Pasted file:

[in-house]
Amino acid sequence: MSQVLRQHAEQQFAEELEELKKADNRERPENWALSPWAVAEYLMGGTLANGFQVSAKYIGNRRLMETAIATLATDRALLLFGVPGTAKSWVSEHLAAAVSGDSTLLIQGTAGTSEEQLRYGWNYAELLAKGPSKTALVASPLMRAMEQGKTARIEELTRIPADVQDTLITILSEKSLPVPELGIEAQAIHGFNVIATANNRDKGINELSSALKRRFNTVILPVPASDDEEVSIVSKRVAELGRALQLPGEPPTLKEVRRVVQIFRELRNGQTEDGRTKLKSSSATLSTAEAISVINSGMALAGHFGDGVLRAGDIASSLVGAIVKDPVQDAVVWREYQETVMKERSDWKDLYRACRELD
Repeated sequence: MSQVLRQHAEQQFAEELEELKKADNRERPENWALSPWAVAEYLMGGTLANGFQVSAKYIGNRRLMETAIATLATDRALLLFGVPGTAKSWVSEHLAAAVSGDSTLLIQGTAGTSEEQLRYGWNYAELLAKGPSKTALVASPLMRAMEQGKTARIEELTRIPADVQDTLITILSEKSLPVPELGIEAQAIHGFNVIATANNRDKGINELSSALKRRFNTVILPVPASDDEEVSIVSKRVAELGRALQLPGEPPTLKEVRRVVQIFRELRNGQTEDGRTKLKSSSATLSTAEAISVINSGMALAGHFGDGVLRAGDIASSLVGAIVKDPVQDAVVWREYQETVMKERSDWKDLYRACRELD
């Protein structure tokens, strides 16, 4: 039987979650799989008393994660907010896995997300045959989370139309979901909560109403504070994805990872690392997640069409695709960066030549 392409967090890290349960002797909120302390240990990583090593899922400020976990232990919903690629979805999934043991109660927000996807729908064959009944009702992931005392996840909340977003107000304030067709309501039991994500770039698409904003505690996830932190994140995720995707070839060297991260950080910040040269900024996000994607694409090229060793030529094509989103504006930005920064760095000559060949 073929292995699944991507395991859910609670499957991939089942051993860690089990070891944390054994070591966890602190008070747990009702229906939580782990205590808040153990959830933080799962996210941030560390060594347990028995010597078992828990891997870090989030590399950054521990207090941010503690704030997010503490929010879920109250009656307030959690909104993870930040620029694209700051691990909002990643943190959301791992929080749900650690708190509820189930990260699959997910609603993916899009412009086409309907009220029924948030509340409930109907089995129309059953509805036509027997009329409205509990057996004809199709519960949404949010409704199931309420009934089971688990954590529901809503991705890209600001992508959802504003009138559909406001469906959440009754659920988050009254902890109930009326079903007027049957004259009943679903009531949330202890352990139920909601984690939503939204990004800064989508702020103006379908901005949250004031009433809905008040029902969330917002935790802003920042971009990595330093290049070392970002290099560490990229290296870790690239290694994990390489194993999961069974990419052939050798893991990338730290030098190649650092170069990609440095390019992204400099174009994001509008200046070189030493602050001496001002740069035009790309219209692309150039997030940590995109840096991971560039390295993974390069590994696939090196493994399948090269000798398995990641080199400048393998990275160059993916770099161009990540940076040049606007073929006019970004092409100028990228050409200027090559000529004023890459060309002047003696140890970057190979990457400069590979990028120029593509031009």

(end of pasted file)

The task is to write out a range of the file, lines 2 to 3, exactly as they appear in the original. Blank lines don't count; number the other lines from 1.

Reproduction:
Amino acid sequence: MSQVLRQHAEQQFAEELEELKKADNRERPENWALSPWAVAEYLMGGTLANGFQVSAKYIGNRRLMETAIATLATDRALLLFGVPGTAKSWVSEHLAAAVSGDSTLLIQGTAGTSEEQLRYGWNYAELLAKGPSKTALVASPLMRAMEQGKTARIEELTRIPADVQDTLITILSEKSLPVPELGIEAQAIHGFNVIATANNRDKGINELSSALKRRFNTVILPVPASDDEEVSIVSKRVAELGRALQLPGEPPTLKEVRRVVQIFRELRNGQTEDGRTKLKSSSATLSTAEAISVINSGMALAGHFGDGVLRAGDIASSLVGAIVKDPVQDAVVWREYQETVMKERSDWKDLYRACRELD
Repeated sequence: MSQVLRQHAEQQFAEELEELKKADNRERPENWALSPWAVAEYLMGGTLANGFQVSAKYIGNRRLMETAIATLATDRALLLFGVPGTAKSWVSEHLAAAVSGDSTLLIQGTAGTSEEQLRYGWNYAELLAKGPSKTALVASPLMRAMEQGKTARIEELTRIPADVQDTLITILSEKSLPVPELGIEAQAIHGFNVIATANNRDKGINELSSALKRRFNTVILPVPASDDEEVSIVSKRVAELGRALQLPGEPPTLKEVRRVVQIFRELRNGQTEDGRTKLKSSSATLSTAEAISVINSGMALAGHFGDGVLRAGDIASSLVGAIVKDPVQDAVVWREYQETVMKERSDWKDLYRACRELD